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  • Halacha
  • Idols and Idolatry

Belief -without worship - in intermediaries


Rabbi Daniel Kirsch

Adar II 3, 5782
Hi Dear Rabbis, I disturb you for the following matter. According to Rambam (Mishneh Torah-Avodah Zarah 1: 1 and 2: 1; Hilchot Melachim 9:2): -Idolatry consists in the worship of any reality other than HaShem, and also exists when such worship is addressed to powers deemed subject to HaShem Himself (so-called intermediaries); -The aforementioned worship towards intermediaries constitutes idolatry also for Gentiles. My questions arise instead about the halachic framing of the case in which a person has the belief in the existence of such intermediaries between humanity and the Creator, subject to Him, however reserving the worship to HaShem only. It seems to me that Rambam does not consider this belief in itself illicit, constituting idolatry, as highlighted above, to worship such intermediaries. Wanting to deepen this case in the context of the Noahide Law, I have consulted two authoritative texts, Rav Moshe Weiners "The Divine Code", and Rav Oury Cherkis "Brit Shalom", both approved by the Chief Rabbinate of Israel. Rav Oury Cherki says, in his Brit Shalom: "An individual or nation believing it is being led by some power, whether physical or spiritual - which exists on a lower level than the all-encompassing Creator - is not prohibited as long as no worship is associated with said belief". In support of his ruling , Rav Cherki quotes Rabbeinu Bahya (Rav Bahya ben Asher ibn Halawa), Commentary on Deuteronomy 31:16. I have read the English translation of the aforementioned comment, available here:,_trans._Eliyahu_Munk,_1998.&vhe=Midrash_Rabbeinu_Bachya_[ben_Asher]._Warsaw,_1878&lang=bi and it also seems to me that Rabbeinu Bahya supports the real existence of such intermediaries between the Creator and the Gentile Nations, while Israel alone is subject to the direct government of HaShem, without the presence of any intermediary. This position also seems to be expressed by another grand master, Nachmanides (Ramban), who often supports it in his Commentary on the Torah, for example by commenting on Leviticus 18:25, of which I have read the English translation here:,_Shilo_Pub._House,_1971-1976&vhe=On_Your_Way_New&lang=bi Of course, both Rabbeinu Bahya and Nachmanides regard worship of such intermediaries as idolatry, even for Gentiles. Instead, I was perplexed by the position expressed by Rav Moshe Weiner. From Rav Moshe Weiners The Divine Code, Limited Edition vol. 1: Therefore,a person is also an idol worshiper if he serves God along another entity as an intermediary,even if he says that the Lord is the "main God",but he also serves another power. This is so regardless of whether one serves the intermediary alone,for example by bringing a sacrificial offering or bowing down to it,or if he brings a sacrifice and bows down and says that this service is for both God and the intermediary. However,if a person serves only the Lord,but he also believes there is another power or god under the Lords command that one should also have faith in and swar by,then he is called a "believer in an intermediary". "Great Rabbinical authorities throughout history debated whether the false belief in an intermediary is actually idolatry and therefore prohibited to Gentiles, or if it is not included in the basic Noahide prohibition of idol worship and therefore not forbidden for Gentiles. The majority opinion and practical ruling is that it is not forbidden. But it is unrighteous, i. e. the person is not one of the Pious of the nations of the world" ( pag. 111). "Even though belief in an intermediary in not forbidden to Gentiles,this belief is not true.It is fitting for every person to see the mistake in this idea ,which originated in the mistaken beliefs of Enosh and his generation, and to distance oneself from it, especially since many of the grat Sages determinated that this belief is actually idol worship (see Rambam quoted in footnote 6 above, - my note: about christian worship towards a divine trinity-) , and according to all opinions it is considereded to be idolatry for Jews. Even for those Rabbinical opinions maintaining that belief in an intermediary is permitted for a Gentile, this only means that the person should not be considered ad idolater.But a person does not reach the spiritual level of a Pious Gentile as long as he holding such a belief." (pages 203/204) Rav Weiners words seem contradictory to me. He states that Gentiles who believe in such intermediaries but worship HaShem alone are not to be qualified as idolaters, and yet cannot acquire the status of "pious among the Gentiles" (Rambams Hilchot Melachim 8:11), as their belief is "false". Now, we know that the consequence for a Gentile of not attaining the status of "pious among the Gentiles" results in the harsh divine punishment of being barred from participating in the World to Come. But if such belief without worship does not constitute idolatry, evidently it is not part of the Noahide Law. And then why should a non-Jew be punished after his death for a lawful conduct, moreover limited to the intellectual sphere alone? I also find it completely incomprehensible that Rav Weiner maintains that for all authorities such a belief constitutes idolatry for the Jews, since great masters such as Rabbeinu Bahya and Nachmanides believed in the existence of such "lesser powers", always subject to HaShem and called to govern the Gentile Nations, not Israel, as I said earlier. I therefore believe that the position expressed by Rav Oury Cherki in his "Brit Shalom", in terms of the lawfulness of this belief (I repeat: with worship reserved exclusively for HaShem), I understand for both Jews and Gentiles, the latter without for this see denied the possibility of reaching the status of "pious among the Gentiles", is more founded on the halachic level. Of course these my statements do not concern the Christian religion, which is not a simple belief, but is based precisely on the worship towards a divine trinity, to which Catholics and Eastern churches add the worship towards angels, "saints" and Mary (the mother of Jesus the Nazarene). And in fact Rambam (Mishneh Torah-Avodah Zarah 9:4; Hilchot Maachalot Assurot 11: 7) qualifies Christians as idolaters, in accordance with what is stated in the Gemara (Avodah Zarah 6a and 7b). I ask for your authoritative responsum on what I have explained. A warm greeting Riccardo Gioviale Italian Noahide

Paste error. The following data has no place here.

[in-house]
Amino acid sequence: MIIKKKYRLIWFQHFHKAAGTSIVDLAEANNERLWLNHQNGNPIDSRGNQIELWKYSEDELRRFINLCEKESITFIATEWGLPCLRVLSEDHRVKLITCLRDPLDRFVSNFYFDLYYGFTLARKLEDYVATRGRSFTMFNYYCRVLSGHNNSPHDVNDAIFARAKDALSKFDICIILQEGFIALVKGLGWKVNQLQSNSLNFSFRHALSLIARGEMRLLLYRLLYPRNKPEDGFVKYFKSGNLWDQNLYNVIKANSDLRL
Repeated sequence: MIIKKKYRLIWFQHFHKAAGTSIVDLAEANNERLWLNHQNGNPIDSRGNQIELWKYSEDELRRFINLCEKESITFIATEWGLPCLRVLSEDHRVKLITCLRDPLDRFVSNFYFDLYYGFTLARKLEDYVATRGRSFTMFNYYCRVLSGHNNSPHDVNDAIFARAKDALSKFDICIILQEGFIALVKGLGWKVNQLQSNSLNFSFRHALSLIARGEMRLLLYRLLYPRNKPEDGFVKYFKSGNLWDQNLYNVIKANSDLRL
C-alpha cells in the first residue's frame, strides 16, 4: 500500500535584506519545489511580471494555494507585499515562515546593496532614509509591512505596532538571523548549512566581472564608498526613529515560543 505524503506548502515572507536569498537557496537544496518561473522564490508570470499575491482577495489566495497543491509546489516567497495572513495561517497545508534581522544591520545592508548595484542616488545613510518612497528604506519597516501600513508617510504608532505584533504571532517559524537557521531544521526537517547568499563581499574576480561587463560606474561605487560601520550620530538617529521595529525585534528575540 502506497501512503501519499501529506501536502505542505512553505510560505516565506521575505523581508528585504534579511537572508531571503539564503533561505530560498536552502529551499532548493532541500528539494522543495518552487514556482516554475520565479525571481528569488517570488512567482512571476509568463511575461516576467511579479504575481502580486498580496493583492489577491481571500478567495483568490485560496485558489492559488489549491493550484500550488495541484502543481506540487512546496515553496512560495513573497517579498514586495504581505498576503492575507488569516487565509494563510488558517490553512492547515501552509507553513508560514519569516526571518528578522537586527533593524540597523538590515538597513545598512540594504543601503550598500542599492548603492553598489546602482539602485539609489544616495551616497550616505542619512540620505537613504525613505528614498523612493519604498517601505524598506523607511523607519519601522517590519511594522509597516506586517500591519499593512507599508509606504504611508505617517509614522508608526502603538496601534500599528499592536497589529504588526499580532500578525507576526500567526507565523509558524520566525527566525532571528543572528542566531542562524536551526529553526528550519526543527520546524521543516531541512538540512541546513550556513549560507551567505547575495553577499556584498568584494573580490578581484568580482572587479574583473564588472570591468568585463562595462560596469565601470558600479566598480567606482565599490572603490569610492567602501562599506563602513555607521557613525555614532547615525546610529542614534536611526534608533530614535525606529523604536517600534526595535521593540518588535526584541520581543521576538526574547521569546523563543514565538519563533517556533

Thank you for your question, I think we shouldn't confuse between believing that the One and Only G-d has angels and 'ministers' that are in charge of ruling the nations outside of Israel and 'avoda zara b'shituf'--meaning worshipping G-d along with a partner who is a deity. The Ramban (Vayikra (18:25) and Rabbeinu Bachya (Devarim 31:16) explained that G-d appoints 'ministers' or 'servants' that are responsible for the affairs of non-Jews outside of the Land of Israel. This is something that is true and not only non-Jews may believe in this, but Jews too are supposed to accept this. (This belief led many non-Jews to take this concept too far and actually worshipped these ministers or servants. This has been mentioned by the Ramban and Rabainu Bachya). However, "avoda zara beshituf", which means worshipping G-d and something else besides him as a deity, is a different story altogether. There is a big dispute amongst the halachic decisors if non-Jews are allowed to worship in this fashion. (see the former chief rabbi Harav Ovadia Yosef's book (Yechave Daata 4:45) who brings all the different opinions and he rejects the notion that Christianity is not considered 'avoda zara', which in his opinion, it is considered avoda zara). If a non-Jew thinks that there is a power that he should believe in and is worthy of swearing by, then even if he doesn't worship it or swear by it, we can't say that this man properly believes in G-d. The 'ministers' and 'servants' of G-d who are in charge of the nations of the world should not be the object of worship because they get all their 'power' from the the One and only G-d who gave them the power. See Rabbi Moshe Chaim Luzzatto's book Derech Hashem-- part 2, chapters 4-7, who explains this at length. According to this understanding, I do not think that Rav Sherki and Rav Weiner contradict each other. All the best!